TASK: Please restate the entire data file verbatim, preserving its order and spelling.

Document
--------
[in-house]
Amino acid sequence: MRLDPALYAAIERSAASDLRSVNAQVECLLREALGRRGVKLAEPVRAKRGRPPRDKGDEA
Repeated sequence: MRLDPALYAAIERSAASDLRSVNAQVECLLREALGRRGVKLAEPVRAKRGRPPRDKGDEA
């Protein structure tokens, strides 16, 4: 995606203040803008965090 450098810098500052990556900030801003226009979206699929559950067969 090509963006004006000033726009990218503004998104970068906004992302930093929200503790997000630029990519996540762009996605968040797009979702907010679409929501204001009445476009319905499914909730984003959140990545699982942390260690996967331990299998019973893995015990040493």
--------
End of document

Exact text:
[in-house]
Amino acid sequence: MRLDPALYAAIERSAASDLRSVNAQVECLLREALGRRGVKLAEPVRAKRGRPPRDKGDEA
Repeated sequence: MRLDPALYAAIERSAASDLRSVNAQVECLLREALGRRGVKLAEPVRAKRGRPPRDKGDEA
């Protein structure tokens, strides 16, 4: 995606203040803008965090 450098810098500052990556900030801003226009979206699929559950067969 090509963006004006000033726009990218503004998104970068906004992302930093929200503790997000630029990519996540762009996605968040797009979702907010679409929501204001009445476009319905499914909730984003959140990545699982942390260690996967331990299998019973893995015990040493």